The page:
Wednesday was a historic day in Europe, where a new law will require its biggest companies to include sustainability factors as part of their annual financial report.
In a 599-55 vote, the European Parliament passed the law, which applies to publicly traded companies with more than 500 employees. They must address "policies, risks and results" in relation to "social, environmental and human rights impact, diversity and anti-corruption policies" in their annual reports.
Today, 2,500 companies voluntarily produce sustainability reports; that will rise to nearly 7,000 by 2017, when the law goes into effect.
These "public interest companies" must:
• Report on environmental, social and employee-related, human rights, anti-corruption and bribery matters
• Describe their business model, outcomes and risks of their policies regarding these topics, as well as their diversity policy for management and supervisors.
Companies will be encouraged to use standardized, recognized frameworks, such as the Global Reporting Initiative (GRI) Sustainability Reporting Guidelines and the U.N. Guiding Principles on Business and Human Rights.
"GRI is proud to have played a central role during the development of the directive — providing expertise, facilitating dialogue and raising awareness," says Teresa Fogelberg, GRI's deputy chief executive. "This directive is the vital catalyst needed to usher in a new era of transparency in the largest economic region in the world."
First proposed in 1999 by Richard Howitt, European Parliament Rapporteur on Corporate Social Responsibility, he welcomes the vote as a "major step towards 'integrated reporting' by businesses worldwide."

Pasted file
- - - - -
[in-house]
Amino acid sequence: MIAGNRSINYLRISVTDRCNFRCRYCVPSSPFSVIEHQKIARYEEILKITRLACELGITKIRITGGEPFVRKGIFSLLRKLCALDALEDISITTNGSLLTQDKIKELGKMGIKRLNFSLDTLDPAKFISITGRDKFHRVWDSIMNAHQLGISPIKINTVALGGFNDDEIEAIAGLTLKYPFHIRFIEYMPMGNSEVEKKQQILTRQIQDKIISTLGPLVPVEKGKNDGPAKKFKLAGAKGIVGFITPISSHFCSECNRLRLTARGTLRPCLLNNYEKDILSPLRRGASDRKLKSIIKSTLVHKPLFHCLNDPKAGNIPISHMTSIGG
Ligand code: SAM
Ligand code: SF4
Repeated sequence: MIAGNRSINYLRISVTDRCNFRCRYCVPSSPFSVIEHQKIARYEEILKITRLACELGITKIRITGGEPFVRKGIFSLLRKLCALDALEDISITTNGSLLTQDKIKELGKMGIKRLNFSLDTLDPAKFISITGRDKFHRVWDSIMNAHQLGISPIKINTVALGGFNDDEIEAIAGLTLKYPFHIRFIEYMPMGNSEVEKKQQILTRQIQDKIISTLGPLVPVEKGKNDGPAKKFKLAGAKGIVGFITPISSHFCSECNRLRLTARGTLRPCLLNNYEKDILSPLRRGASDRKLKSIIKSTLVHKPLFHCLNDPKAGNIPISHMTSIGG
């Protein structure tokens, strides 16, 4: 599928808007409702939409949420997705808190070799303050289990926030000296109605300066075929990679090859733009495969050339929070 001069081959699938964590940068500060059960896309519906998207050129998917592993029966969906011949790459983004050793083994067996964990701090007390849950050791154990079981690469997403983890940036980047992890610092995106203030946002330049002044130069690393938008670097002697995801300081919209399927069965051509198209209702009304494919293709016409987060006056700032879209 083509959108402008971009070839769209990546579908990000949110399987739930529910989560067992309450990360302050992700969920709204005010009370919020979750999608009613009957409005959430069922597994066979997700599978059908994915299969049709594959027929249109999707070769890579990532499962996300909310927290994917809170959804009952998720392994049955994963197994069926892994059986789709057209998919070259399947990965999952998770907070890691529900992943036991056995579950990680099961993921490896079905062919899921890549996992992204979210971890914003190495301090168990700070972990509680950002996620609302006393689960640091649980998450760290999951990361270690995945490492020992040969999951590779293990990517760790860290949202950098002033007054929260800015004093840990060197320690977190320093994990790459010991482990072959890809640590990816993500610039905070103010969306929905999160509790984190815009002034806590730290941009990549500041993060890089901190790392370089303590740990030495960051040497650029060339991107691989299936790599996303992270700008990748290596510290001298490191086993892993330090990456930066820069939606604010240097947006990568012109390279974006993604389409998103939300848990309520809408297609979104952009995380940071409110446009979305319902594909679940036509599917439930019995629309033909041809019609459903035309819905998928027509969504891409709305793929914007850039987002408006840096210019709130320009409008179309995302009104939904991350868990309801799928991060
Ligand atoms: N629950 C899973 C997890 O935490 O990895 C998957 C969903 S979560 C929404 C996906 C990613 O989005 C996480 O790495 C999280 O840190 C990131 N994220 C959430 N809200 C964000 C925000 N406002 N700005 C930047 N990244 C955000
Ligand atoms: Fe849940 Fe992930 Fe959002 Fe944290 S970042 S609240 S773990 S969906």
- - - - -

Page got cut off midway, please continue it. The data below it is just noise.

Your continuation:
"All the evidence suggests that transparency is the best way to change business behavior. This European law will prevent corporate scandals and make a leap in the transition towards a sustainable, low-carbon economy for the future," he says.
Small businesses are exempt, but because the large companies required to report have to include information on their supply chains, it reaches far enough to "prevent corporate abuse of workers' rights at home and abroad," he notes.
"On the anniversary of the Rana Plaza factory collapse that killed over 1,000 garment workers in Bangladesh, I genuinely believe this new law will help prevent such tragedies from happening again."
As of 2011, 95 percent of the world's largest 250 corporations produce annual sustainability reports, up from 80 percent in 2008, according to KPMG, and 86 percent of the largest U.S. companies. That year, SunPower led with the first sustainability report in the solar industry. Addressing their supply chains is the next big task, which companies such as Ford and Microsoft have been leading on.